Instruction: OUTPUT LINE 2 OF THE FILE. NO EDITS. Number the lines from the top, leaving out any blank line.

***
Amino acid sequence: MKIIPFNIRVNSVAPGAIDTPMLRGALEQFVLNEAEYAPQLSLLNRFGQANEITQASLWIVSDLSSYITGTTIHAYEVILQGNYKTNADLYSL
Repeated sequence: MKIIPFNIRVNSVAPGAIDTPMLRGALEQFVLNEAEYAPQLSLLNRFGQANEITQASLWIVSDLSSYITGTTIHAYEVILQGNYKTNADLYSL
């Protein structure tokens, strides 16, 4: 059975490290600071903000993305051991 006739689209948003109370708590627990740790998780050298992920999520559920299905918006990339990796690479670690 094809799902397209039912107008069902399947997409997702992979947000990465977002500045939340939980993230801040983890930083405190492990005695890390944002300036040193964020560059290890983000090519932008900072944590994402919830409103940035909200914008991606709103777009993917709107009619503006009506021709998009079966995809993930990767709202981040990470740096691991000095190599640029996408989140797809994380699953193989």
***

Repeated sequence: MKIIPFNIRVNSVAPGAIDTPMLRGALEQFVLNEAEYAPQLSLLNRFGQANEITQASLWIVSDLSSYITGTTIHAYEVILQGNYKTNADLYSL